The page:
When this engine came out, I being an old race guy thought heaven had opened up. Only one casting for the block, cylinder heads, intake manifold and crankcase. No bolts, no gaskets, overhead cam design, what more could I want. I was excited and thought this was the power of tomorrow today. It was at the time. It was supposed to come out in a 20 hp version soon. What more could I want. I started to develop a re-power kit using this engine for the 7100 family. I presently have the tractor with the first kit I sold and the TH is still running well after over 10 years of use. It was running great when I traded for it.

Next I started to hear rumors of failures. These became disconcerting for me and I needed to know what was happening. I couldn’t get up the chain of command through my sources. Those of you that deal with companies know that getting by the switchboard in a company is often a tough challenge. For information I again went to the “EXPO” one of the worlds lawn and garden shows, held in Louisville Ky. The first one I went to there were over 900 vendors and about 20 acres of outside displays of equipment that you can usually run or drive etc. A real

show. The top execs, of most of the manufacturers usually are there and walking around surveying their competition’s newest products and asking attendees about their products. These people could find out much more by talking to their tech service reps about what kind of calls and warranty issues they are dealing with. I searched the head of the Kohler 2 cyl engine programs and after 6 hours of tag, we got together at the Kohler booth. I told him that rumor was that the engine was going to be discontinued. I wanted to know if this was true, because I would switch to the Command. He answered my questions and said I would be able to sell it for a couple of years yet. I went home and switched to the Command.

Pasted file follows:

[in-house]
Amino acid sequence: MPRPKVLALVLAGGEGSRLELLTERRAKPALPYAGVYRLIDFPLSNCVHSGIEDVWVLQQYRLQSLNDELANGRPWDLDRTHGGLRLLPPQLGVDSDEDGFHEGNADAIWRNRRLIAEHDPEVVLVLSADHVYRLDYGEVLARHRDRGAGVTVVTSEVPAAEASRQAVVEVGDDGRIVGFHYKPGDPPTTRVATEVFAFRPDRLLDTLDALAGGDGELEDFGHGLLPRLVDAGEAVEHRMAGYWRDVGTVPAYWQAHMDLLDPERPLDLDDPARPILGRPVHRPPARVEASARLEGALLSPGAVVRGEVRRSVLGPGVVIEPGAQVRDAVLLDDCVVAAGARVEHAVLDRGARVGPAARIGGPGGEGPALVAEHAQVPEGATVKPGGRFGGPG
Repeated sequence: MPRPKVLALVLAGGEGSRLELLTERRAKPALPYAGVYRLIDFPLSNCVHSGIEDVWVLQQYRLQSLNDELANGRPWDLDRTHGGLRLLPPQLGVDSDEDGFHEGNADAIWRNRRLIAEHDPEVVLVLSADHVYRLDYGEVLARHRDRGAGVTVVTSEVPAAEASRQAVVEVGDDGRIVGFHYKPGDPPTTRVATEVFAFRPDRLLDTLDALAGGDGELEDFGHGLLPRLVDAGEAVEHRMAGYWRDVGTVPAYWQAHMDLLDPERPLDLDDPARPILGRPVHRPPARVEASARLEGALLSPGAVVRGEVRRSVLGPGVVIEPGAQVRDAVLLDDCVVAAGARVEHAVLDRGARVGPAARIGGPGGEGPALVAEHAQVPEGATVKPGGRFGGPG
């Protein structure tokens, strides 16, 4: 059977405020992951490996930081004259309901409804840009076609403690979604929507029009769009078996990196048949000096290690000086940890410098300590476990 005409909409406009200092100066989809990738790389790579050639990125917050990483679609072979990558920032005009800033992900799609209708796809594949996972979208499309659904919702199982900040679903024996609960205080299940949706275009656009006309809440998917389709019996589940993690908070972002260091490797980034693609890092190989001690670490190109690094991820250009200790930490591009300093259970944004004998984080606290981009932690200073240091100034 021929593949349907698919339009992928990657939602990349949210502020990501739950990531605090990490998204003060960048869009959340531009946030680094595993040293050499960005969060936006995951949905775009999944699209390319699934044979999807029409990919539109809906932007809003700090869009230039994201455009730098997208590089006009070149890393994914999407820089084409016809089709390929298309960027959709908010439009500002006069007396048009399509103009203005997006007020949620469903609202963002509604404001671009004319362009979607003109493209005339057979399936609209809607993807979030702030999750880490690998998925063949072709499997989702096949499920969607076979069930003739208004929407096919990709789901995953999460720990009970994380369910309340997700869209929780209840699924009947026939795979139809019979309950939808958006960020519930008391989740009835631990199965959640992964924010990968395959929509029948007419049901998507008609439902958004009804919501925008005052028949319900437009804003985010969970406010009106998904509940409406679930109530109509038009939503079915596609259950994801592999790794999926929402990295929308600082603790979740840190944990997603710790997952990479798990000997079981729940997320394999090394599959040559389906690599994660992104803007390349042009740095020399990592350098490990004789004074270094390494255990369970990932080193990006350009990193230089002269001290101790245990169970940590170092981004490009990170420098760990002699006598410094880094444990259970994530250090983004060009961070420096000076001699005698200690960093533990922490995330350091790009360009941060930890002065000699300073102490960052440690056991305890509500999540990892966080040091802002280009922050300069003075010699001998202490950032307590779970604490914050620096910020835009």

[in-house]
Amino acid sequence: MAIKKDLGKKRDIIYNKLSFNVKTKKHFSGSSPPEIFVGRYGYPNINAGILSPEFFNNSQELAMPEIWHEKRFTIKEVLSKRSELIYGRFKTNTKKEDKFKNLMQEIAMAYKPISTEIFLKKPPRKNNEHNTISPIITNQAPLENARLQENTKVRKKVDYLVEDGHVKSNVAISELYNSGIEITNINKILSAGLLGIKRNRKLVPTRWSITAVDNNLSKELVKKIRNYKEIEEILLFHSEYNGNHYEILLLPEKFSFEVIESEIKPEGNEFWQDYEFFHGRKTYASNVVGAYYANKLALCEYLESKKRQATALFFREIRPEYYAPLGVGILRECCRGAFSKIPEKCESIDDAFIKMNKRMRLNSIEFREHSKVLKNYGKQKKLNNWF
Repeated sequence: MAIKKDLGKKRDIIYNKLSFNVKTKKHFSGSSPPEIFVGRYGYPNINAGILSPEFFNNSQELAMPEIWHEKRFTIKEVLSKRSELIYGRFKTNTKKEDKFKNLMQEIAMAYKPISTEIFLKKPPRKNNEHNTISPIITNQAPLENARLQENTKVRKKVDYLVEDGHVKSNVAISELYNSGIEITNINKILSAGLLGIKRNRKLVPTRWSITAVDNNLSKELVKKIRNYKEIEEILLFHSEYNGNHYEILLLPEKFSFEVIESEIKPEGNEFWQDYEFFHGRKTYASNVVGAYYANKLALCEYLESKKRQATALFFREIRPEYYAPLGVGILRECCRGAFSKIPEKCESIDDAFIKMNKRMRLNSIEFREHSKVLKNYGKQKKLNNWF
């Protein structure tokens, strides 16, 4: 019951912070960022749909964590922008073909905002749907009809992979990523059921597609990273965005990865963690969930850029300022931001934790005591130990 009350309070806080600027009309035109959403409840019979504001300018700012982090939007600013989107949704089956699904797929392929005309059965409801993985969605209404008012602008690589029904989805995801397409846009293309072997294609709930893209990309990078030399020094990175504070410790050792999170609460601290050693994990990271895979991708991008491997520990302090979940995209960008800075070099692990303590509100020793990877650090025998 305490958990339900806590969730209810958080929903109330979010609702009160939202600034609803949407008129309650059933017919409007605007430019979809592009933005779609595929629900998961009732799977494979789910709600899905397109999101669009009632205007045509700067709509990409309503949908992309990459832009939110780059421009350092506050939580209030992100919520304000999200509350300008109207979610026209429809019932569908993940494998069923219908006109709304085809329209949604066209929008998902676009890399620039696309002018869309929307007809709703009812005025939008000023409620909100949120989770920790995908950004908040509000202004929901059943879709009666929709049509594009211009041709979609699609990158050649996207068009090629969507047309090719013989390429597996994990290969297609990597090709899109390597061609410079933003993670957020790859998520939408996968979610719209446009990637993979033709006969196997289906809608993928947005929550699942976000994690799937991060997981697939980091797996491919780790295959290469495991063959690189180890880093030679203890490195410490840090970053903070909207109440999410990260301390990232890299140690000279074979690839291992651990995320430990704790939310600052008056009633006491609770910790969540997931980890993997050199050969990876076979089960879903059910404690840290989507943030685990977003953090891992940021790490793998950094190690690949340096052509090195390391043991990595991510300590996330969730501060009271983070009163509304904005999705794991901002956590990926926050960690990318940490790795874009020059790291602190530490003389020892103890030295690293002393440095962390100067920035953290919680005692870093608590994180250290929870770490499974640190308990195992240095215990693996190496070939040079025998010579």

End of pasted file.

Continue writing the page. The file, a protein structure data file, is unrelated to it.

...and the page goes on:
The lost foam process does not lend itself to casting the cylinder sleeves into the block, thus the sleeves were pressed in. The engines started to fail with sleeves dropping and massive destruction. I think there were several things that contributed to this. The engine had a very good cooling fan, and tended to collect a lot of chaff etc. They were terrible for plugging the air cleaners. The fan blew cool air directly into the air cleaner box, this packed chaff around the air filter. In dirty mowing one would need to clean the air cleaner every couple of hours. The air filters had the same square inches of filter as the Commands, but a lower overall height. This was accomplished with deep pleats, but they packed worse. I had a part time night guy in the shop and he had a new Sovereign and he used about 6 new air cleaners a year, plus all of the pre-cleaner cleanings every couple of hours. We took the cover off the air cleaner and cut 2 “mouse holes” in the PTO end and this let the chaff blow right on through. He went to 1 filter a year and is still running this unit with the original TH. I sent this to Kohler tech service people I knew. The engine was close to being discontinued and not worth implementing at that stage of the game. Next the cam/valve covers were wide and shallow. They were prone to leak especially the ones with the fuel pump in them. They should have been designed with more fasteners. The oil leaked down inside the cylinder covers and the fins then plugged with chaff sticking in the oil. This in turn caused over heating and this would loosen the sleeves. Kohler went to pinning the sleeves in the block to help with the problem, Then the pins came out and caught on the pistons. More grief. The oil leaks were probably only one factor in the sleeve problem. Personally I think the ones with sleeve problems failed with low hours and the engines that are still out there running will likely never have a sleeve problem. Press in sleeves in dissimilar metals present many problems due to different expansion rates. This is probably true when you have new less dense castings than previous castings were. We had a couple of engines we sold drop sleeves, and had the warranty replacement for one weep oil through the crankcase do to inadequate sealing. (note: If you have a car head made with lost foam and you ever have it hot tanked, it has to be resealed or it will leak through the porous casting) There were more issues than can be covered in this post.